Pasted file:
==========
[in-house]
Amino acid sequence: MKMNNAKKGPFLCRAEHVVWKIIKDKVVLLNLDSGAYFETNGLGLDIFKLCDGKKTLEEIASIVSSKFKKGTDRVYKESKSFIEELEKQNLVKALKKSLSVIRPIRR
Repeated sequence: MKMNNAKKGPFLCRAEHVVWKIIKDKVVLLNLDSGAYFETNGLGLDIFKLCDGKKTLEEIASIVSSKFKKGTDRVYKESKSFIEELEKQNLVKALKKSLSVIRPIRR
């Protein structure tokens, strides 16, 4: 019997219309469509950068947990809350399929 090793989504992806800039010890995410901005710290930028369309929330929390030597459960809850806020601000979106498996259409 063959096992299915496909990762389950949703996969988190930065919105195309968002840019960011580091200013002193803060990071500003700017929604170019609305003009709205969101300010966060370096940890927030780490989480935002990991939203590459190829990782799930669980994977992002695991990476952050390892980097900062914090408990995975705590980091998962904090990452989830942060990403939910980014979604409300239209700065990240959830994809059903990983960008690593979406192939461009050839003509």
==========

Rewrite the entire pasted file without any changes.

[in-house]
Amino acid sequence: MKMNNAKKGPFLCRAEHVVWKIIKDKVVLLNLDSGAYFETNGLGLDIFKLCDGKKTLEEIASIVSSKFKKGTDRVYKESKSFIEELEKQNLVKALKKSLSVIRPIRR
Repeated sequence: MKMNNAKKGPFLCRAEHVVWKIIKDKVVLLNLDSGAYFETNGLGLDIFKLCDGKKTLEEIASIVSSKFKKGTDRVYKESKSFIEELEKQNLVKALKKSLSVIRPIRR
């Protein structure tokens, strides 16, 4: 019997219309469509950068947990809350399929 090793989504992806800039010890995410901005710290930028369309929330929390030597459960809850806020601000979106498996259409 063959096992299915496909990762389950949703996969988190930065919105195309968002840019960011580091200013002193803060990071500003700017929604170019609305003009709205969101300010966060370096940890927030780490989480935002990991939203590459190829990782799930669980994977992002695991990476952050390892980097900062914090408990995975705590980091998962904090990452989830942060990403939910980014979604409300239209700065990240959830994809059903990983960008690593979406192939461009050839003509």